As has been said since before the announcement, Option 1 isn’t enough to get people back into the situation they were in before the quake – which Key and Brownlee promised. A hell of a lot of land was valued well below market price. Not to mention un-notified or post-2007 upgrades to houses. Those aren’t caught by the 2007 GVs.
Brownlee simply refuses to acknowledge there is a problem. CERA boss Roger Sutton says “we haven’t written the rules yet” around these issues. What the hell? Govt has had months to come up with these rules. The hard part, surely, is the geotechnical work, not the buy-out rules. Can understand that there’s a big ‘orange/white’, actually ‘grey’, zone of houses that are in the ‘don’t know’ category. Can’t understand that the rules for each category aren’t in place.
Sutton also says: “There are only about 50 people uninsured among 5000, but you have to be careful. There are sad stories but you can’t start paying out to the uninsured.” Simple question: why not? The buy-out isn’t an insurance payment.
Next: problem with Option 2. Insurers refusing to payout for replacement on red zone houses that aren’t write-offs. Some red-zone homeowners are looking at suing the insurance companies. Might feel good. Wouldn’t work. Insurers are within their rights. They’ll argue a) the homeowners have the choice not to sell their land to the government’s or b) force majeure. Homeowners’ beef is with the govt, which should have fixed this obvious problem. How? By telling insurers to payout for replacement and then making up the difference between actual insured damage and that payout.
Government can’t argue they were ignorant of this issue. Not just because I thought of it straight away or because actual examples came out within a day of the announcement. Brownlee had been told about it by insurers: ‘insurance companies had been “quite clear about their position” during several months of discussions with the Government’ – according to The Press.
Get that clear: Brownlee knew about this issue for months and has done nothing about it. Sutton says “Decisions were only made two days ago and we haven’t written the rules yet”. But Brownlee has been sitting on this info for months doing nothing.
What happens if you refuse to be ripped off under options 1 or 2? The government will wait you out, then buy you out compulsorily. Andrew Geddis explains:
Let’s say you are unlucky enough to be in the “Red Zone” (which likely will expand, note, as the “Orange Zone” and “White Zone” land gets looked at more closely). And let’s say neither of the Government’s two offers work for you … in that you think they leave you in such a bad financial state that you can’t afford to take them. What then?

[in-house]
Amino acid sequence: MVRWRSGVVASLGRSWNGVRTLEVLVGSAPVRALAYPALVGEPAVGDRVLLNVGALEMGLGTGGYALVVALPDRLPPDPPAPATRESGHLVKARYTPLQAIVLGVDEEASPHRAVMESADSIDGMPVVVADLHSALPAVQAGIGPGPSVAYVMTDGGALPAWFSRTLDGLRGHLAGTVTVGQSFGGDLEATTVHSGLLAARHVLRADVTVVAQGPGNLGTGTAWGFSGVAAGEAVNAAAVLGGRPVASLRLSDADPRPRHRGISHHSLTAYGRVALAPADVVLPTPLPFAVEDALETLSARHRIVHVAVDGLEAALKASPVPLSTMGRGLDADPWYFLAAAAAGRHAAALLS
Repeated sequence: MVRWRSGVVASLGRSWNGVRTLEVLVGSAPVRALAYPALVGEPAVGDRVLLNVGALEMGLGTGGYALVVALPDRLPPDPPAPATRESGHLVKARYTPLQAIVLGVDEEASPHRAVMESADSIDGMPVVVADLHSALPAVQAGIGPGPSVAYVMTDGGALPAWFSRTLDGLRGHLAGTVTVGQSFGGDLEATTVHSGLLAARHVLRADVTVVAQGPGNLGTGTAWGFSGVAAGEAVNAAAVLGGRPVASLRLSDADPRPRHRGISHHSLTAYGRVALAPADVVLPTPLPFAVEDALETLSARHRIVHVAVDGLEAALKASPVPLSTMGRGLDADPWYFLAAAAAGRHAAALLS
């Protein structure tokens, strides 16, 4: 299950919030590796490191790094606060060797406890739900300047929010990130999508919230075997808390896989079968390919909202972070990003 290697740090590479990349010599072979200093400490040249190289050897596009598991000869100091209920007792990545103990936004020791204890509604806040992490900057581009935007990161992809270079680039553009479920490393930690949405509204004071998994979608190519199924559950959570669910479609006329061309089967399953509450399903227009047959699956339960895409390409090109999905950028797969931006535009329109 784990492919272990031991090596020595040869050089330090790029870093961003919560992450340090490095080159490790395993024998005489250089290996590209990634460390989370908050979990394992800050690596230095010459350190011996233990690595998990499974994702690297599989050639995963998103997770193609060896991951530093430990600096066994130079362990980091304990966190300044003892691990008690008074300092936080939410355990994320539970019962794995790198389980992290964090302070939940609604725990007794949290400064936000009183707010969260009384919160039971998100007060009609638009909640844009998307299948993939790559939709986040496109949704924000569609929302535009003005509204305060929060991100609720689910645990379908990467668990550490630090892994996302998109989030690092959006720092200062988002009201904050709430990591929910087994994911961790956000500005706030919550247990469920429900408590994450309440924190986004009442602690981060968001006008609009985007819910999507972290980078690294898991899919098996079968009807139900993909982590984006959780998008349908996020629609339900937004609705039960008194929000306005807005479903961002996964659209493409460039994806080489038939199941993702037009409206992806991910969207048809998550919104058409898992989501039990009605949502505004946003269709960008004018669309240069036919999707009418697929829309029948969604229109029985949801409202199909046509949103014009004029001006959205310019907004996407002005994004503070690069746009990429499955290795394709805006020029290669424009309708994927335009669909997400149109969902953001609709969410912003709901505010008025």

Well, one prospect is that you will end up as a lonely hold-out in a largely deserted area of demolished houses with little in the way of services. That in itself will be enough, I suspect, to get most people moving out irrespective of the financial hit they have to take.
But let’s say that, although it is in the Red Zone, your house is in reasonable shape, it still has services, and you just don’t want to (or really feel you can’t) leave. What then?
Well, at the moment, the Government is speaking the language of offers. According to the press release, “Residents will then have nine months to consider the offer of purchase.” Which may make it sound like the decision rests with the land owner – if you don’t like the offers, then you can just stay on living there.
Except … probably not. Because lurking behind the Government’s offers is the Canterbury Earthquake Recovery Act 2011, and in particular section 54. Under that section, “The Minister may acquire land compulsorily by causing a notice of intention to take land in the name of the Crown to be published in the Gazette and twice publicly notified … .”
Now, we can’t say for absolute certain, and the Minister himself may not yet know for sure, but I think it’s pretty clear that there won’t be anyone allowed to stay living in the Red Zone. That’s certainly the implication of this news story. So folks who won’t sell voluntarily will, I suspect, find themselves selling involuntarily after 9 months.
Except, here’s the rub. If your land is acquired compulsorily under the Canterbury Earthquake Recovery Act 2011, you get compensation under subpart 5. And that compensation is determined by the Minister in accordance with s.64.
And s.64 makes it crystal clear that “in the case of the compulsory acquisition of land, [compensation is determined] as at the date of the compulsory acquisition”; meaning “the Minister must determine compensation having regard to its current market value as determined by a valuation carried out by a registered valuer.”
It’s amazing how quickly this has gone from ‘we’ll stand beside you’, ‘no-one will be worse off’ to ‘screw you, take the crappy offer, or we’ll take the land at our own price’. But that’s what you get with a Tory government and an incompetent, non-empathetic minister.